Pres­i­dent’s birth certificate may be a fake, says sher­iff in Ari­zona

The Washington Times Daily - - Politics - BY STEPHEN DINAN

PHOENIX Armed with a new 10page re­port he com­mis­sioned, Mari­copa County Sher­iff Joe Ar­paio said Thurs­day he sus­pects the birth certificate Pres­i­dent Obama re­leased last year is a “com­puter-gen­er­ated forgery” — and also raised ques­tions about the au­then­tic­ity of the pres­i­dent’s se­lec­tive ser­vice reg­is­tra­tion card.

In an ex­ten­sive — and at times com­bat­ive — press con­fer­ence in Phoenix, Sher­iff Ar­paio re­peat­edly said he is not ques­tion­ing the pres­i­dent’s le­gal sta­tus un­der the Con­sti­tu­tion nor al­leg­ing fraud on Mr. Obama’s part, but did say there is ev­i­dence crimes have been com­mit­ted by some­one and his in­ves­ti­ga­tion con­tin­ues.

“Based on all of the ev­i­dence pre­sented and in­ves­ti­gated, I can­not in good faith re­port to you that these doc­u­ments are au­then­tic,” Sher­iff Ar­paio said. “My in­ves­ti­ga­tors be­lieve that the long-form birth certificate was man­u­fac­tured elec­tron­i­cally and that it did not orig­i­nate in pa­per for­mat as claimed by the White House.”

He said he would like Congress to in­ves­ti­gate the mat­ter, but short of that, he has an obli­ga­tion to look into it be­cause of po­ten­tial vi­o­la­tions of Ari­zona’s laws.

The White House did not respond to a re­quest for com­ment Thurs­day.

Ques­tions about Mr. Obama’s birth certificate have been a po­lit­i­cal sideshow for the past four years, and have per­sisted de­spite re­peated de­nials by the White House and the re­lease of ev­i­dence he was born in Honolulu on Aug. 4, 1961. That ev­i­dence in­cluded both a certificate of live birth re­leased dur­ing the 2008 cam­paign and the long-form certificate last year.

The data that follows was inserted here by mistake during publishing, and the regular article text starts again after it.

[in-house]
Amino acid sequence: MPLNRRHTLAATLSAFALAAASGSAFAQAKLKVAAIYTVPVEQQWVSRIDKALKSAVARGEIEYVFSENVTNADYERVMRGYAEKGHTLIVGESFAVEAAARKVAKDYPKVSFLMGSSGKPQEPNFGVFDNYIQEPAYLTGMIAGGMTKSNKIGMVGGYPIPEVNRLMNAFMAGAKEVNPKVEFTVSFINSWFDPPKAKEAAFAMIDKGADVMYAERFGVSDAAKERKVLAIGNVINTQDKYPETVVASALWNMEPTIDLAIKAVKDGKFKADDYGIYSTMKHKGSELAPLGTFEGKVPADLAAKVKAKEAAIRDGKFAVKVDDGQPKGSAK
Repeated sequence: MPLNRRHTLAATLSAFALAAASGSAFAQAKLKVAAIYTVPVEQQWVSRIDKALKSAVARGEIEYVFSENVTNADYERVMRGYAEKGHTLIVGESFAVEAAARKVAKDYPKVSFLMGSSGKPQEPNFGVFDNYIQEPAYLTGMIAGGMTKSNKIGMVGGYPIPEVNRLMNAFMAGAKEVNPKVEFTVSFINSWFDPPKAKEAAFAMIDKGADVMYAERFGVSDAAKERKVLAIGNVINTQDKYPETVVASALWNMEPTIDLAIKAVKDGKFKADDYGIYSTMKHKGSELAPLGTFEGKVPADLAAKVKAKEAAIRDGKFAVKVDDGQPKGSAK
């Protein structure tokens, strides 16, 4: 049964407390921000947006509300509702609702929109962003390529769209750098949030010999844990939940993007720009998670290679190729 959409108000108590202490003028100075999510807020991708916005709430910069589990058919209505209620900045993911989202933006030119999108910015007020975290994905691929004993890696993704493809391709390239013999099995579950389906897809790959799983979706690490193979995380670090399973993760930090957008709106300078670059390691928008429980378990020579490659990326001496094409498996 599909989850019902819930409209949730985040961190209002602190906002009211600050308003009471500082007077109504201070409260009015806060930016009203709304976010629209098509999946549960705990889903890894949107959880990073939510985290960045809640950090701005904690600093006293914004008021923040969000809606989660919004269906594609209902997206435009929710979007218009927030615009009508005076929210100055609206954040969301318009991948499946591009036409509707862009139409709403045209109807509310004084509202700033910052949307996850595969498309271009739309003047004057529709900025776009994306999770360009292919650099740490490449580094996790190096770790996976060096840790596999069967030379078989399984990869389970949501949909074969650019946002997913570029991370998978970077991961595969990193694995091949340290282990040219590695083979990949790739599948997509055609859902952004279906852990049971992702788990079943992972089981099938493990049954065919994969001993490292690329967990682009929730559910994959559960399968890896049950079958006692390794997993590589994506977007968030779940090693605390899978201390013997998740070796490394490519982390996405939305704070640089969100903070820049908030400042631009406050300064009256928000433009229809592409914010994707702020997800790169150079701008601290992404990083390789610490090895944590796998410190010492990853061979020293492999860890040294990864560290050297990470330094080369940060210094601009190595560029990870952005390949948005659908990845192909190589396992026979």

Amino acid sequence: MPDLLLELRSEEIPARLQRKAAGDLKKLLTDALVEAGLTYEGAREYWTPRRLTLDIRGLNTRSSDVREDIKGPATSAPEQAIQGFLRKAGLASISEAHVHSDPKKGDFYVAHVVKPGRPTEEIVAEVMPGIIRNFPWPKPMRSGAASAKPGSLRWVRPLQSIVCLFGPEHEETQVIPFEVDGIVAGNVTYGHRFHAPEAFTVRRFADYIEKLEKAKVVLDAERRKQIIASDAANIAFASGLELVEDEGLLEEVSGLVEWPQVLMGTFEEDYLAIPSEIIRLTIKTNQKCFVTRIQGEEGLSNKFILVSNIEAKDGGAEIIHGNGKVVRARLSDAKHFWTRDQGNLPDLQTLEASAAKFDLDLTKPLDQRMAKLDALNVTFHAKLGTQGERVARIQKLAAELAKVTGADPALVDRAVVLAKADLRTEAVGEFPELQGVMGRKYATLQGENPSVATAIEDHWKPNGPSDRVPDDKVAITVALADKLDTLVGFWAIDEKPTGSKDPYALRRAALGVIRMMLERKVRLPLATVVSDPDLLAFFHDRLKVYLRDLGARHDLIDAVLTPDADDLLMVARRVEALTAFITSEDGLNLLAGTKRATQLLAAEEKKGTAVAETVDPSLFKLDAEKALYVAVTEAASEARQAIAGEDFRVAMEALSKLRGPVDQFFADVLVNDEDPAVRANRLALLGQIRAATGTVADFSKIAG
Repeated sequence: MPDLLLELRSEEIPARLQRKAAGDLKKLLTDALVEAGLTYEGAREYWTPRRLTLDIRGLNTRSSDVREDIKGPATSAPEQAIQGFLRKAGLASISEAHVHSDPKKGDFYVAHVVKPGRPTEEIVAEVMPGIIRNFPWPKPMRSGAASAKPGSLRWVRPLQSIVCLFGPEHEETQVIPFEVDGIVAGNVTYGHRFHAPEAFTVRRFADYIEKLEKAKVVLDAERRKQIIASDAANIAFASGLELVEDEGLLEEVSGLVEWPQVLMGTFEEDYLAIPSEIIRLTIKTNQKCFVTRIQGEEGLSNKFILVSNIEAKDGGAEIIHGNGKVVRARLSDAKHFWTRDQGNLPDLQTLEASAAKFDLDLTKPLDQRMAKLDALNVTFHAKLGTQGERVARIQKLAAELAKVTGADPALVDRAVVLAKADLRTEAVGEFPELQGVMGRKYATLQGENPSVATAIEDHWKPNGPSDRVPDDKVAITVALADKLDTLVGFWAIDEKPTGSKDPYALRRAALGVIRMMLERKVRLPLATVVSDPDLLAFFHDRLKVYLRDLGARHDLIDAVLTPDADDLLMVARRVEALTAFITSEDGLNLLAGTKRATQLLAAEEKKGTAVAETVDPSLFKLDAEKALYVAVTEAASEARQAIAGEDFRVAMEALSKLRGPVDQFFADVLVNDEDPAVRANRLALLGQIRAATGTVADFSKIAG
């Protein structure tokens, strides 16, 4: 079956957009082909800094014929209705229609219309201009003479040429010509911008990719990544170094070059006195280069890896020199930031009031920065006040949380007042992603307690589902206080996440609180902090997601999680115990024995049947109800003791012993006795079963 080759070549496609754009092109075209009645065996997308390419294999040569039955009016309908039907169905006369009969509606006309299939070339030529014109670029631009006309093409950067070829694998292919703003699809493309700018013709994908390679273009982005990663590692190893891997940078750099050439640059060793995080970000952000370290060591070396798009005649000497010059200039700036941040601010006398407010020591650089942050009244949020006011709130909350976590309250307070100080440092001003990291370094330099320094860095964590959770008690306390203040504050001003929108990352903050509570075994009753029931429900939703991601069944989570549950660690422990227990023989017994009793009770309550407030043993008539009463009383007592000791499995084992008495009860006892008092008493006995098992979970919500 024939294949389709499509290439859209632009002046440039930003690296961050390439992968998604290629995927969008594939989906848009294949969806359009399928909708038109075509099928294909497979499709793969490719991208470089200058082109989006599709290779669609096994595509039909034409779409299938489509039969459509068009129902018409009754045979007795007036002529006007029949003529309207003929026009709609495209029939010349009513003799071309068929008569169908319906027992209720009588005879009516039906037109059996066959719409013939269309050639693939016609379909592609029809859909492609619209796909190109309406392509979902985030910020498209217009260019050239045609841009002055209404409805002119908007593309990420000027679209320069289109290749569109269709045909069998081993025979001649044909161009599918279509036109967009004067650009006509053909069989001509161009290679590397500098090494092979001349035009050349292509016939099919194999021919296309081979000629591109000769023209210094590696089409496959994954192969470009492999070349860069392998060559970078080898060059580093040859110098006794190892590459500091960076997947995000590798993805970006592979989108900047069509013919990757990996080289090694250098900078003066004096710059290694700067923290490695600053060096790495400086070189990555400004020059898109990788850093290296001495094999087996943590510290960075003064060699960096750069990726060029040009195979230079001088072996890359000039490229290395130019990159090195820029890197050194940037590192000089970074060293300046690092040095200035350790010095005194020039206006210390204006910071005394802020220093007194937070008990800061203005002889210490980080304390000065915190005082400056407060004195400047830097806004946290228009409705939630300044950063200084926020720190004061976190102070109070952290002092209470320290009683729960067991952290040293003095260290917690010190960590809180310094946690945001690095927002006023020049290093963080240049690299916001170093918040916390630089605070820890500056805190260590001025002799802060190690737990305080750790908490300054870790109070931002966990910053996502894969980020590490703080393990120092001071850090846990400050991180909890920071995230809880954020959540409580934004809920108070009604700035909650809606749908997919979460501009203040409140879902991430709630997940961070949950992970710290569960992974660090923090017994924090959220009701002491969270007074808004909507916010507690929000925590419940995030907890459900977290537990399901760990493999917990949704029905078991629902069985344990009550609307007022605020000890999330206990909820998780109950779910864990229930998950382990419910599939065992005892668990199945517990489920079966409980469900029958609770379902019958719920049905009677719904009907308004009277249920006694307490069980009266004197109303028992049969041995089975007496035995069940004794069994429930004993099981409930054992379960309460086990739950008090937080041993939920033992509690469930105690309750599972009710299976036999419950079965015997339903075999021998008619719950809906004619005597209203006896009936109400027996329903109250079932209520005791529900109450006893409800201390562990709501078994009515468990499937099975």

Fact-check­ing or­ga­ni­za­tions have con­cluded that the cer­tifi­cates are au­then­tic, and Mr. Obama has joked about those who ques­tioned his birth. At last year’s White House Cor­re­spon­dents As­so­ci­a­tion Din­ner, soon af­ter re­leas­ing his long-form certificate, he mocked Don­ald Trump, who had said his own in­ves­ti­ga­tors were look­ing into the mat­ter.

But Sher­iff Ar­paio, who first built his na­tional pro­file by cre­at­ing tent cities for jail in­mates and later by tak­ing a tough stance on il­le­gal im­mi­gra­tion, could reignite ques­tions among those who con­tinue to be­lieve Mr. Obama was born out­side the U.S. and is in­el­i­gi­ble to be pres­i­dent un­der the Con­sti­tu­tion’s pro­vi­sion that the of­fice­holder be a nat­u­ral-born cit­i­zen.

Last De­cem­ber, the Jus­tice Depart­ment ac­cused Sher­iff Ar­paio of civil rights abuses within his depart­ment, but he said he be­gan his in­ves­ti­ga­tion be­fore that — in Au­gust 2011 — af­ter tea party mem­bers from Sur­prise, a town within Mari­copa County, signed a pe­ti­tion chal­leng­ing the certificate.

Ac­tivists protested out­side of the au­di­to­rium where Sher­iff Ar­paio held his press con­fer­ence, ac­cus­ing him of run­ning a cor­rupt depart­ment. A few miles away, out­side the Phoenix main li­brary branch, a man was col­lect­ing sig­na­tures to back Lt. Mike Stauf­fer, a Scotts­dale po­lice of­fi­cer and a Re­pub­li­can who is chal­leng­ing Sher­iff Ar­paio in the up­com­ing elec­tion.

“We hate him here,” the man gath­er­ing sig­na­tures said of Sher­iff Ar­paio.

Sher­iff Ar­paio said he went into the in­ves­ti­ga­tion with an open mind, and would have been happy to clear Mr. Obama.

In­stead, he said the for­mer law en­force­ment in­ves­ti­ga­tors he de­ployed from his “cold case posse” — at no tax­payer ex­pense, he said — were un­able to back up the White House’s story.

His in­ves­ti­ga­tors said the im­age of the birth certificate re­leased by the White House ap­pears to have been cre­ated orig­i­nally on a com­puter, rather than hav­ing been orig­i­nally made on pa­per and then scanned.

The in­ves­ti­ga­tors said they have iden­ti­fied “a per­son of in­ter­est” in the birth certificate mat­ter.

Sher­iff Ar­paio’s chief in­ves­ti­ga­tor on the project said there are so many ques­tions that he couldn’t have cleared Mr. Obama to be an em­ployee of Mari­copa County.

Pur­su­ing ques­tions about the birth certificate has been a thorny is­sue for the GOP. State law­mak­ers in sev­eral places, in­clud­ing Ari­zona, have pur­sued laws that would have im­posed checks on any pres­i­den­tial can­di­date’s qual­i­fi­ca­tions to get on their state bal­lots.

One such pro­posal in Ari­zona, which be­came known as the “birther” bill, was ve­toed by Gov. Jan Brewer, a Re­pub­li­can, last year.

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